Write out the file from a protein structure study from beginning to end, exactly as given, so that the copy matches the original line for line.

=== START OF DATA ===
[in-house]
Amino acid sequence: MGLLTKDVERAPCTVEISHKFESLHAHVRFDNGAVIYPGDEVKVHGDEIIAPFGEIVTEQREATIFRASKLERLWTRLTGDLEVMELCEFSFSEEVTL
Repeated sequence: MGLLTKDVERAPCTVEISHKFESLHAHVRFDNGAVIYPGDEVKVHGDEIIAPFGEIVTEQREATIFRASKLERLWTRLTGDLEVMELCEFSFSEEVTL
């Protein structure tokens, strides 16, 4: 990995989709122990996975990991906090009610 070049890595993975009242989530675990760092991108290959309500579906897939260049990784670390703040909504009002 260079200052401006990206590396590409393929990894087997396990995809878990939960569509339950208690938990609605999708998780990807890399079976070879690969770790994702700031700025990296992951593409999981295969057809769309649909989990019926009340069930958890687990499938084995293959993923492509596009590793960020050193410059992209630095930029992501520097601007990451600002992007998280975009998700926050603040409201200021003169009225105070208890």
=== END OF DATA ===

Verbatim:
[in-house]
Amino acid sequence: MGLLTKDVERAPCTVEISHKFESLHAHVRFDNGAVIYPGDEVKVHGDEIIAPFGEIVTEQREATIFRASKLERLWTRLTGDLEVMELCEFSFSEEVTL
Repeated sequence: MGLLTKDVERAPCTVEISHKFESLHAHVRFDNGAVIYPGDEVKVHGDEIIAPFGEIVTEQREATIFRASKLERLWTRLTGDLEVMELCEFSFSEEVTL
């Protein structure tokens, strides 16, 4: 990995989709122990996975990991906090009610 070049890595993975009242989530675990760092991108290959309500579906897939260049990784670390703040909504009002 260079200052401006990206590396590409393929990894087997396990995809878990939960569509339950208690938990609605999708998780990807890399079976070879690969770790994702700031700025990296992951593409999981295969057809769309649909989990019926009340069930958890687990499938084995293959993923492509596009590793960020050193410059992209630095930029992501520097601007990451600002992007998280975009998700926050603040409201200021003169009225105070208890």